The nuance is in the translation.
There is no universal set of signs for the phrase that’s galvanizing the world right now, Sonja Sharp writes in The Los Angeles Times.
Many deaf black people say it this way:
“The phrase begins with four fingers cut across the brow, followed by two thumbs drawn up like breath from navel to chest, ending with a fierce tug with two hands down from the chin into fists toward the heart.
“Black. Life. Cherish.”
But it hasn’t always been signed this way. “Even now,” Sharp writes, “many still end the phrase with the gesture for ‘worthy’ or ‘important,’ which looks like two ‘OK’ signs held together at mid-chest and arched up and around to meet again at the top of an invisible ring.“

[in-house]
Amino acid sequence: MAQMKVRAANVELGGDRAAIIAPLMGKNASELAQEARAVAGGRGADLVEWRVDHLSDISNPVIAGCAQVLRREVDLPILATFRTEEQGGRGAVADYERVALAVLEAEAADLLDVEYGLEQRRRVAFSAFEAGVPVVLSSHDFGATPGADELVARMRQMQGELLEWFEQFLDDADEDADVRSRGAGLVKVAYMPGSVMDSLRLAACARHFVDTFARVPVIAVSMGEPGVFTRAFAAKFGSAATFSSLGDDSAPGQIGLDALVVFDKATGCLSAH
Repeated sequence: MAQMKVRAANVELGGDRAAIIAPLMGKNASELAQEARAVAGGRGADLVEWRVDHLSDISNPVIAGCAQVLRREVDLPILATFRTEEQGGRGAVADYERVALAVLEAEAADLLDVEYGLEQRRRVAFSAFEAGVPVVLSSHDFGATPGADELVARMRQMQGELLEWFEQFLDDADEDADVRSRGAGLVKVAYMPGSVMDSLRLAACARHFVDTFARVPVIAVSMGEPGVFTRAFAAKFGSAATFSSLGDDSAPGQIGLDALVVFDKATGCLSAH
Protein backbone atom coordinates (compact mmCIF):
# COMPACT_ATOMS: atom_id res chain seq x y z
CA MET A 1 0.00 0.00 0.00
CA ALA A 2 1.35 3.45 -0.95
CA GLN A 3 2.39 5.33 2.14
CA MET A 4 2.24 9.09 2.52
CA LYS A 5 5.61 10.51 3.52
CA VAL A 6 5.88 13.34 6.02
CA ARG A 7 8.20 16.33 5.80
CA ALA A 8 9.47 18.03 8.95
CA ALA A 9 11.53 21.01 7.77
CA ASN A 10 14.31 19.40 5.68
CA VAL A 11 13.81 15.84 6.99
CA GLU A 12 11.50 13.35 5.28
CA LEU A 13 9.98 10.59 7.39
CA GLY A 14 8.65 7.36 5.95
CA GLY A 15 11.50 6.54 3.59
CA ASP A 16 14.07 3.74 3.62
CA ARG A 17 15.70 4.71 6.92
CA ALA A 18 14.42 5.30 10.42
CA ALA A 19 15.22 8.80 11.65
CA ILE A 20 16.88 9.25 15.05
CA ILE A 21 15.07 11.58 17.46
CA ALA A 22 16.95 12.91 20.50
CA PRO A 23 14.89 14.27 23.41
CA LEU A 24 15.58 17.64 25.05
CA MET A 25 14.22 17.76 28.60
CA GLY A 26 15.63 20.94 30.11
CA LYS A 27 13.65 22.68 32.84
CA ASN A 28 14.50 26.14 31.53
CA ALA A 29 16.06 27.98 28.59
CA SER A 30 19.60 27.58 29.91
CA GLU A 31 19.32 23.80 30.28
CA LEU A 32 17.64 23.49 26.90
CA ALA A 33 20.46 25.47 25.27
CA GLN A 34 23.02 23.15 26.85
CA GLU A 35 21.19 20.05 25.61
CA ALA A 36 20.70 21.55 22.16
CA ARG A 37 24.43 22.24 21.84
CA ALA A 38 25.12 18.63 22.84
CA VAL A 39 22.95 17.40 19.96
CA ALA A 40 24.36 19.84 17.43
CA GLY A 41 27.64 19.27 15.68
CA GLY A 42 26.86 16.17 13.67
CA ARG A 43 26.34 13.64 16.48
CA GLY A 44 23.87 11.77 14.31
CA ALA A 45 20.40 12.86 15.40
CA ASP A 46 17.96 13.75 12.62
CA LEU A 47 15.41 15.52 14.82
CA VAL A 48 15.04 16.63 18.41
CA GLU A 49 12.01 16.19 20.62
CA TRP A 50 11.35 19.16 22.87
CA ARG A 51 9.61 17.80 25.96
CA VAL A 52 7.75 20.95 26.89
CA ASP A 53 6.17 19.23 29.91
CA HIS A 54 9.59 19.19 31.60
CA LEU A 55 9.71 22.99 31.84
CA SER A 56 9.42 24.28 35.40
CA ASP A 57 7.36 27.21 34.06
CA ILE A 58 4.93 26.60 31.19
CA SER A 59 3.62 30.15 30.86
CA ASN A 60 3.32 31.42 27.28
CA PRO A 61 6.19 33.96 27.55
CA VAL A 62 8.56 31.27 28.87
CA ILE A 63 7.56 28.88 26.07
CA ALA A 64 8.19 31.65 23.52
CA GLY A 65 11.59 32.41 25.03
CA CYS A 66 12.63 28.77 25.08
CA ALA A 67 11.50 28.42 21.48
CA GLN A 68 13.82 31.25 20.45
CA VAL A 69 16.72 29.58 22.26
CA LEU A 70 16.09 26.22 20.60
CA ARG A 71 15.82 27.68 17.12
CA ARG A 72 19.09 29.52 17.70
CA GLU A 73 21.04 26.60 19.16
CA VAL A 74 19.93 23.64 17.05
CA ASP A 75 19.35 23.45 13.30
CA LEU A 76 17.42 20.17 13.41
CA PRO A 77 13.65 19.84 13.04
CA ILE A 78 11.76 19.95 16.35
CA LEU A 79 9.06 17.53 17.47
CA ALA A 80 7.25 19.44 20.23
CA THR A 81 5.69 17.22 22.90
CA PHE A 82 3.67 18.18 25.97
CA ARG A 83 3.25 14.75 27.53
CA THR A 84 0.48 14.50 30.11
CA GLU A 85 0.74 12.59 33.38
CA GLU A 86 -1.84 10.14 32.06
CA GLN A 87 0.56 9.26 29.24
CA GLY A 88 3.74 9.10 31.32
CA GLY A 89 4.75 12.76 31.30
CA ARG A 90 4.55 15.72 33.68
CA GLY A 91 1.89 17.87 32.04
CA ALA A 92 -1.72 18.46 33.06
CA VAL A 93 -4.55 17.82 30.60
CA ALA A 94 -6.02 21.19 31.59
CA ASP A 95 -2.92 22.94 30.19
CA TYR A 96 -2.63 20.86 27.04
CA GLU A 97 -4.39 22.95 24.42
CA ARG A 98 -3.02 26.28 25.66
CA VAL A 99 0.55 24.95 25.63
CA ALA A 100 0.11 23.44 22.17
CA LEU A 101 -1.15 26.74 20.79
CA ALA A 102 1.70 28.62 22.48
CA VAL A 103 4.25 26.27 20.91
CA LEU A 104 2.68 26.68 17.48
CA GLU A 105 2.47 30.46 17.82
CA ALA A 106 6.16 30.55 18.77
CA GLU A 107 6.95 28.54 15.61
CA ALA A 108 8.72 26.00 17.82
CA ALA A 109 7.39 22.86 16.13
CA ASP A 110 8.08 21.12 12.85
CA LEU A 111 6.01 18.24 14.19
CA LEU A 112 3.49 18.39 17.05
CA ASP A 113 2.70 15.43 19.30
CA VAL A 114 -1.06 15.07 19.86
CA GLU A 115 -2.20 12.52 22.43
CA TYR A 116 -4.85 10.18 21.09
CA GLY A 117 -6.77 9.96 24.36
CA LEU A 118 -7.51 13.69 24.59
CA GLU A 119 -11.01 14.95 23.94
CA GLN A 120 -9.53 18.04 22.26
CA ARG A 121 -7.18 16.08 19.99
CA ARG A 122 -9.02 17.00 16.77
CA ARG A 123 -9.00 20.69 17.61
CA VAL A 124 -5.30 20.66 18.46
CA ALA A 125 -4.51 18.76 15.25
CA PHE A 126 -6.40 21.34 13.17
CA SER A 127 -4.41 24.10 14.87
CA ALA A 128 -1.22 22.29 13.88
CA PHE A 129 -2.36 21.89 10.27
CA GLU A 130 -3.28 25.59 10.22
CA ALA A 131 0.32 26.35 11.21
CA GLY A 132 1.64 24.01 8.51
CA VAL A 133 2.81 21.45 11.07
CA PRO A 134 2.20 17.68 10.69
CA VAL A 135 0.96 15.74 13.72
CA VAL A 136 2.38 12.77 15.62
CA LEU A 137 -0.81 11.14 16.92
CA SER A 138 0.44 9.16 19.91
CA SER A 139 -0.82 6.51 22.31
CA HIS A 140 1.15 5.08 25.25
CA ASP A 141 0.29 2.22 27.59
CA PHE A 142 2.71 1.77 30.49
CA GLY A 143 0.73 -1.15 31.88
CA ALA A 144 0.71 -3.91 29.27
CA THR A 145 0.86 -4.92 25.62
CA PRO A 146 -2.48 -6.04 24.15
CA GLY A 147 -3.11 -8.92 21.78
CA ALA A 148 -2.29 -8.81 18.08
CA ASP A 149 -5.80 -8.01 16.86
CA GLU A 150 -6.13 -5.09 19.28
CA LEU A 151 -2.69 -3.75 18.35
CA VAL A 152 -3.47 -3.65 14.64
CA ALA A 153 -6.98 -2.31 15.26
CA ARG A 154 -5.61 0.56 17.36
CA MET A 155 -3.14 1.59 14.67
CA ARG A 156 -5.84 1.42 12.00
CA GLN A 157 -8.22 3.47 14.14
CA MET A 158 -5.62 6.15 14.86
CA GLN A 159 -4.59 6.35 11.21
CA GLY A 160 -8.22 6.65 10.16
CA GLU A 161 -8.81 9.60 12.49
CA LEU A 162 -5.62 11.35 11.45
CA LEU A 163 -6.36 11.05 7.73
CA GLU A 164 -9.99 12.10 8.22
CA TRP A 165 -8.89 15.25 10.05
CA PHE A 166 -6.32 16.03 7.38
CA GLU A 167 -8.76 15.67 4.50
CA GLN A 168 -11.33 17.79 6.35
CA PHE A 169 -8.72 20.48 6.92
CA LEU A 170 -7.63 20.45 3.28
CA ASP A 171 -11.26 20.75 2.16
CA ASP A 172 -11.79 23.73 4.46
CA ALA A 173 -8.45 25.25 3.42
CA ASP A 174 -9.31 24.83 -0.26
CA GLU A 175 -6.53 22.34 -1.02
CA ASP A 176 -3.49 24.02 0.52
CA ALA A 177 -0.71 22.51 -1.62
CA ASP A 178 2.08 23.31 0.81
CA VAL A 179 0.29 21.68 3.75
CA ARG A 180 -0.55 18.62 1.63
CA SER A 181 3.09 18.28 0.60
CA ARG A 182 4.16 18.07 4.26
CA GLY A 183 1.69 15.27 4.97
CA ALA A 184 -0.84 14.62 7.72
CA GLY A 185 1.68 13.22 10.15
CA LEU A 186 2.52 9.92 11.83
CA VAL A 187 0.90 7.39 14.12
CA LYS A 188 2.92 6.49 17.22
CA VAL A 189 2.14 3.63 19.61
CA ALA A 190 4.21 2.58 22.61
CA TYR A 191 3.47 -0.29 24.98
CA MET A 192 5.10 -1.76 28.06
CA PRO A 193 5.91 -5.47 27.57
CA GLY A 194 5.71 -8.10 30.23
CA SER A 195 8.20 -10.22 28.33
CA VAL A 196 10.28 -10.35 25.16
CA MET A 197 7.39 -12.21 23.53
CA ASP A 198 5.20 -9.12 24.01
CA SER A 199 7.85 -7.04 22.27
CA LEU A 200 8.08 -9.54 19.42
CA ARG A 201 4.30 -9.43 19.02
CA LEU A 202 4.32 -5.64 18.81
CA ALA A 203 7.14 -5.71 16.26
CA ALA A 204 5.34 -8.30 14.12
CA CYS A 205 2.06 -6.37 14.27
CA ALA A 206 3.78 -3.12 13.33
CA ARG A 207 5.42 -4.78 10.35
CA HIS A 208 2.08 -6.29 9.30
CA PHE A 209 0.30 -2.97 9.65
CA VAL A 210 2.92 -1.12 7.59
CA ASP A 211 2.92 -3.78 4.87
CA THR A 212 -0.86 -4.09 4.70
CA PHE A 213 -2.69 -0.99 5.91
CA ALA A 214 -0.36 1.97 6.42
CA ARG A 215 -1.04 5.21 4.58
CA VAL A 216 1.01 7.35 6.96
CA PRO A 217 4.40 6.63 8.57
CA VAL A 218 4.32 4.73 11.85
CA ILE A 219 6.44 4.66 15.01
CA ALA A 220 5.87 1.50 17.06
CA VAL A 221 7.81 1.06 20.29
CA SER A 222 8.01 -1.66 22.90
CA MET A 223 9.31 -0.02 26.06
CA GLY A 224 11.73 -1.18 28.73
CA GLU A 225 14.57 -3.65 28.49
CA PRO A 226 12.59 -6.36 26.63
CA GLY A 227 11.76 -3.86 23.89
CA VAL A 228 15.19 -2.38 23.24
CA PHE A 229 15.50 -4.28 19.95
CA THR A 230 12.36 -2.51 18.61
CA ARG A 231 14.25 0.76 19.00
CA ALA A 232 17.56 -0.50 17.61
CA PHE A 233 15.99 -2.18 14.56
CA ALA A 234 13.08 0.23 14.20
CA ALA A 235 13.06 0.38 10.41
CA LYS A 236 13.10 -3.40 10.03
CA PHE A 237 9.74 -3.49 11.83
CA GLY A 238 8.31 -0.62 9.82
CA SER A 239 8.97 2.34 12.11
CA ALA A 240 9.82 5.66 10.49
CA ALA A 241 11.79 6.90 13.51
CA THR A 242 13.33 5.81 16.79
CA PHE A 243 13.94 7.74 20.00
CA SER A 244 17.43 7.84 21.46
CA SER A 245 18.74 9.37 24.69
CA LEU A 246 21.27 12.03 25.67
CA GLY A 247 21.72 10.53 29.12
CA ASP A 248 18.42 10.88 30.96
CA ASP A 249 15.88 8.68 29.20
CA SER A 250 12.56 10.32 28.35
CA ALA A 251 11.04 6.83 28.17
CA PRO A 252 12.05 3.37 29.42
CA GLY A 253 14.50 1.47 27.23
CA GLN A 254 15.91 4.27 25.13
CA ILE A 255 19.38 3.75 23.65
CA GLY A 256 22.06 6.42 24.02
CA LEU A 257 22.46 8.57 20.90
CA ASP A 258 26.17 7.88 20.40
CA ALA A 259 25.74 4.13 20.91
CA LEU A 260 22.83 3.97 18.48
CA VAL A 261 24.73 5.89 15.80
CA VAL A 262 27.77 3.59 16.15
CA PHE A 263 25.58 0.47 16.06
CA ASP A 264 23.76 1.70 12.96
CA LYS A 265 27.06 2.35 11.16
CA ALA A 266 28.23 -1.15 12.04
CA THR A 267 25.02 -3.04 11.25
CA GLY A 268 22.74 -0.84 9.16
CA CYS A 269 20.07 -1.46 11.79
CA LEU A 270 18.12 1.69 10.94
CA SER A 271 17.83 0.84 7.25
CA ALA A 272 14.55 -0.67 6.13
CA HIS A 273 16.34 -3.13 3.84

“Indeed, in the seven years since ‘Black Lives Matter’ first entered the popular lexicon, the competing ASL translations have come to convey far more than three words could ever do in English. For many, they reflect a painful reality: Though the coronavirus pandemic and police violence both impact black deaf Americans disproportionately, the interpreters they rely on for information about those twin crises are often not ‘as clear and understandable’ to them as federal law has long promised.“